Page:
CVS announced that it will stop using “materially” airbrushed images of models promoting beauty products at its locations and online store. The pharmacy chain wants women to have a realistic body image and no longer worry about their skin not being perfect or smooth enough.
The company unveiled the new policy on Monday.
We will not digitally alter or change a person’s shape, size, proportion, skin or eye color or enhance or alter lines, wrinkles or other individual characteristics,
the company told reporters.
It added that customers should feel good about themselves by celebrating authenticity not false images of flawless women. If a photo is authentic, the drug store will label it with a label reading the “CVS Beauty Mark”. All beauty photos that will appear this year will bear the watermark.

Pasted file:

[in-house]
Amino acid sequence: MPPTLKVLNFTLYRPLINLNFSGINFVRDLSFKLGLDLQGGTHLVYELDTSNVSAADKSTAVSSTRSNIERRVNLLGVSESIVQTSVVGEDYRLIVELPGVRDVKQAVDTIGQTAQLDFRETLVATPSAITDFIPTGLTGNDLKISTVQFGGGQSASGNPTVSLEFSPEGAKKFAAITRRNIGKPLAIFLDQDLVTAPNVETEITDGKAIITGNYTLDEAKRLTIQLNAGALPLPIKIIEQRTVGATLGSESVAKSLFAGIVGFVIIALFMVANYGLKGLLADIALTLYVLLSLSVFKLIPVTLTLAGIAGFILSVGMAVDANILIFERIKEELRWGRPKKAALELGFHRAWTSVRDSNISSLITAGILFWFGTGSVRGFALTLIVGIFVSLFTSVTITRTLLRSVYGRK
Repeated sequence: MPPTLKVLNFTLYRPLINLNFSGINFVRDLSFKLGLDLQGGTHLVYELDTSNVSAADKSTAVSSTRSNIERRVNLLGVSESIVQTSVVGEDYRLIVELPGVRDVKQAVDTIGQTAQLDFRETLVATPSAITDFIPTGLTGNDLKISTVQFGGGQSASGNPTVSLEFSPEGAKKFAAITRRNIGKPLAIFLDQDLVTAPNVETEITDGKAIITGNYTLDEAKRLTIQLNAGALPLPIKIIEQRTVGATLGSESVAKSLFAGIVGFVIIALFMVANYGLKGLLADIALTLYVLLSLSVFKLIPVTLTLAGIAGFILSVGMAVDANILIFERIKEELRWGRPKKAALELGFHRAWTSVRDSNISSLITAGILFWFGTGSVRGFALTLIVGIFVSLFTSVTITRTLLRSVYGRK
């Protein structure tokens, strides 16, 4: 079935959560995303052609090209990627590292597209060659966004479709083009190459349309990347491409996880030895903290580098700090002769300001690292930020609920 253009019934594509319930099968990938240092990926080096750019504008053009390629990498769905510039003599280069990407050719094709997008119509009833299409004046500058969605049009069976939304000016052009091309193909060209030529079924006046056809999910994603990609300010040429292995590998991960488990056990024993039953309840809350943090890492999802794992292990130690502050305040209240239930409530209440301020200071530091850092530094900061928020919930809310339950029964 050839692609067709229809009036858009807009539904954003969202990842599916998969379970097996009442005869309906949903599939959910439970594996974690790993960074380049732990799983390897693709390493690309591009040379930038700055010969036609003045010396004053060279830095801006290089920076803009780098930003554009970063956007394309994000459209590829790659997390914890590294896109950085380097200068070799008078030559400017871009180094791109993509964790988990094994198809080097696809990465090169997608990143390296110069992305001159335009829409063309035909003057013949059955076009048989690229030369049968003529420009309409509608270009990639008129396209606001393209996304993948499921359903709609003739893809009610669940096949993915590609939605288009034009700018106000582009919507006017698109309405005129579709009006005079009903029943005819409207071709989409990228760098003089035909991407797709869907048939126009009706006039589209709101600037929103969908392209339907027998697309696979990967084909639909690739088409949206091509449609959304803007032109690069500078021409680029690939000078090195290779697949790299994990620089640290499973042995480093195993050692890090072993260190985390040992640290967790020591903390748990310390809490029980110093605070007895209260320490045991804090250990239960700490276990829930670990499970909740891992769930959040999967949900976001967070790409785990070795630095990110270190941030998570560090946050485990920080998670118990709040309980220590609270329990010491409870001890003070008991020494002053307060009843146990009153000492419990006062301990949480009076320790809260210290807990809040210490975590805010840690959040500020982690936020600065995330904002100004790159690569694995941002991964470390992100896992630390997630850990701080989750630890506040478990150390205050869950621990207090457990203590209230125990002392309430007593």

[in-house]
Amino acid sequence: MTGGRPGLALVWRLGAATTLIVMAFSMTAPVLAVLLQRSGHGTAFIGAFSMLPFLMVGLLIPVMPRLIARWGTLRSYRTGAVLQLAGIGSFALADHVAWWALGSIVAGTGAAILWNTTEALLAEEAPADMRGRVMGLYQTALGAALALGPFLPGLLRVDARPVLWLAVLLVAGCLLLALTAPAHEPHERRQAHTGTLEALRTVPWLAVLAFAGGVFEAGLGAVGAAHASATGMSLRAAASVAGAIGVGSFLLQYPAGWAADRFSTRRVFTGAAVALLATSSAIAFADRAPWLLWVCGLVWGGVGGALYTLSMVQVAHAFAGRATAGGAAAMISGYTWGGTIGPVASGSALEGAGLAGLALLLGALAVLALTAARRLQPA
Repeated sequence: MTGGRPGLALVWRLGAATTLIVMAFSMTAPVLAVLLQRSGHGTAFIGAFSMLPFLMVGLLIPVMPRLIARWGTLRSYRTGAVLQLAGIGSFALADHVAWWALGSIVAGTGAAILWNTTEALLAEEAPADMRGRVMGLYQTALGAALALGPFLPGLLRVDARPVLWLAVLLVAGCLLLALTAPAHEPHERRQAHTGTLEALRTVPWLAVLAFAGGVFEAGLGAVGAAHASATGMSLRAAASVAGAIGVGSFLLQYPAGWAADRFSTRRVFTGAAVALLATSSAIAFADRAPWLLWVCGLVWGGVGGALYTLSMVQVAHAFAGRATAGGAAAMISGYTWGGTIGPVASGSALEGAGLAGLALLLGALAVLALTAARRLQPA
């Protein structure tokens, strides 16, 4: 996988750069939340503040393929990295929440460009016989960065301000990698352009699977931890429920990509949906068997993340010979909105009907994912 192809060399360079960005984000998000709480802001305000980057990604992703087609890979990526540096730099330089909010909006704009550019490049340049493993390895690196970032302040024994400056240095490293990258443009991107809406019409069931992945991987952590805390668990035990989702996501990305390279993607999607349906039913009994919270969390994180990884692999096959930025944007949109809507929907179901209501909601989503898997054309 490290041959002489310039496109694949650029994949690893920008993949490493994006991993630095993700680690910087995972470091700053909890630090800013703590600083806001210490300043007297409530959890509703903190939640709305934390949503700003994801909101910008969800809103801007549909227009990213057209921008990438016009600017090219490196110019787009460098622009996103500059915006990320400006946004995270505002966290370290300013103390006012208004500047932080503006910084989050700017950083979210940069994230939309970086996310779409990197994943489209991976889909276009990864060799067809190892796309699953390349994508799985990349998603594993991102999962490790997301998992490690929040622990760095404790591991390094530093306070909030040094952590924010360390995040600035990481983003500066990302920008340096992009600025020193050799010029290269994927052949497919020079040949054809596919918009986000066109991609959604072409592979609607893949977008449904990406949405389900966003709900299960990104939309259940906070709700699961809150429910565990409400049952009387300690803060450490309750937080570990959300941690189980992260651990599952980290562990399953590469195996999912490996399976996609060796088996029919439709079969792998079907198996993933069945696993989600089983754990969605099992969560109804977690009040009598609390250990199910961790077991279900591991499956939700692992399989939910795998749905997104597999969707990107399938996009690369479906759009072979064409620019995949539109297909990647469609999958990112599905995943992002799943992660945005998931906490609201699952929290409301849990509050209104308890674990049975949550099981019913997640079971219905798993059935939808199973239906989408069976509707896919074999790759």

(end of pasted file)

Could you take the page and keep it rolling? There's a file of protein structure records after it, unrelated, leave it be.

The move is a result of customer pressure onto companies to reflect their own values. Four years ago, CVS was the first U.S. drug store chain to stop selling cigarettes. With the new anti-sexual harassment movement in sight, women are the next hot topic.
CVS to Promote Realistic Body Images
The head of the CVS Pharmacy Helena Foulkes underlined that science has long established a connection between unrealistic body images and low self-esteem, especially among teens and young women.
Foulkes noted that CVS is a “purpose-led company” and that purpose is to help people reach better health not to bring them down or make them ill.
Analysts think the latest decision is a marketing move to keep the pharmacy chain in touch with its customers’ values. Also, it is a tactic to lure in more Millennials as their purchase power climbs.
In the coming decade, the beauty industry could be affected by a major makeover, as Millennial buyers will be the ones to spend the most on beauty products.
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